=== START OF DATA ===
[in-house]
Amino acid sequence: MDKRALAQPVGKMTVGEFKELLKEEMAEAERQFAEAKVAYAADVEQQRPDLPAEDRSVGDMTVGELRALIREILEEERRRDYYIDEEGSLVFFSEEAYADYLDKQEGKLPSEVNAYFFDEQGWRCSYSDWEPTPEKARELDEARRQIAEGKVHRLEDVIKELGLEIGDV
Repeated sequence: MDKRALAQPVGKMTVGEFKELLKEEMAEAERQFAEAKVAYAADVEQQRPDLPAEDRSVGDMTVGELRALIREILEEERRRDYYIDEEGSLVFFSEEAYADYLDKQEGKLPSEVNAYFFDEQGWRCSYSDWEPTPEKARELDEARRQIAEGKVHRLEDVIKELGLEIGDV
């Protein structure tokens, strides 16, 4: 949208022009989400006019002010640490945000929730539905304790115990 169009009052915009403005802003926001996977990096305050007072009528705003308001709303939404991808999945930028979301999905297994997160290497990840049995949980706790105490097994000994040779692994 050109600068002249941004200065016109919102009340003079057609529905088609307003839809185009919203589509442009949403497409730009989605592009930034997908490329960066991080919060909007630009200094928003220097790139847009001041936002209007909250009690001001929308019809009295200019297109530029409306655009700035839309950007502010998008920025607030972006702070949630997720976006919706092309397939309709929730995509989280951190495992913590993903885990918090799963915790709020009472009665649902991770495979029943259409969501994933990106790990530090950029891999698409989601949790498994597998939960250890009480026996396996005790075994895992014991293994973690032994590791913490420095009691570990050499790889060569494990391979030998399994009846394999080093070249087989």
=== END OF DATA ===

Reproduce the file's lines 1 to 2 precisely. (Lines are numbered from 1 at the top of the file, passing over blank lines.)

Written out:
[in-house]
Amino acid sequence: MDKRALAQPVGKMTVGEFKELLKEEMAEAERQFAEAKVAYAADVEQQRPDLPAEDRSVGDMTVGELRALIREILEEERRRDYYIDEEGSLVFFSEEAYADYLDKQEGKLPSEVNAYFFDEQGWRCSYSDWEPTPEKARELDEARRQIAEGKVHRLEDVIKELGLEIGDV